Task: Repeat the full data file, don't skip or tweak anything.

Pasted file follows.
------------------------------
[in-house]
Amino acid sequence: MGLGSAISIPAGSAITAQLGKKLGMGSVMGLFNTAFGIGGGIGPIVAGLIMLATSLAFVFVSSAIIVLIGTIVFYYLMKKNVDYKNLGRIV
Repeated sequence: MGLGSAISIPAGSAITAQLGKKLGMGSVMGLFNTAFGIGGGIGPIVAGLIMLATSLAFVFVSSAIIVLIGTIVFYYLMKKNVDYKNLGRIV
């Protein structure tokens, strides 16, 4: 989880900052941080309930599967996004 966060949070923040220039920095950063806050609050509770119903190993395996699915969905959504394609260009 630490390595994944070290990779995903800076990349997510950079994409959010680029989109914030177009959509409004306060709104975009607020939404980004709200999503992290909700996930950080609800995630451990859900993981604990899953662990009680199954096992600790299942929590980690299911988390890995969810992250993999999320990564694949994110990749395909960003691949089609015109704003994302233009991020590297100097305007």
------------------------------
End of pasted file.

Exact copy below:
[in-house]
Amino acid sequence: MGLGSAISIPAGSAITAQLGKKLGMGSVMGLFNTAFGIGGGIGPIVAGLIMLATSLAFVFVSSAIIVLIGTIVFYYLMKKNVDYKNLGRIV
Repeated sequence: MGLGSAISIPAGSAITAQLGKKLGMGSVMGLFNTAFGIGGGIGPIVAGLIMLATSLAFVFVSSAIIVLIGTIVFYYLMKKNVDYKNLGRIV
């Protein structure tokens, strides 16, 4: 989880900052941080309930599967996004 966060949070923040220039920095950063806050609050509770119903190993395996699915969905959504394609260009 630490390595994944070290990779995903800076990349997510950079994409959010680029989109914030177009959509409004306060709104975009607020939404980004709200999503992290909700996930950080609800995630451990859900993981604990899953662990009680199954096992600790299942929590980690299911988390890995969810992250993999999320990564694949994110990749395909960003691949089609015109704003994302233009991020590297100097305007």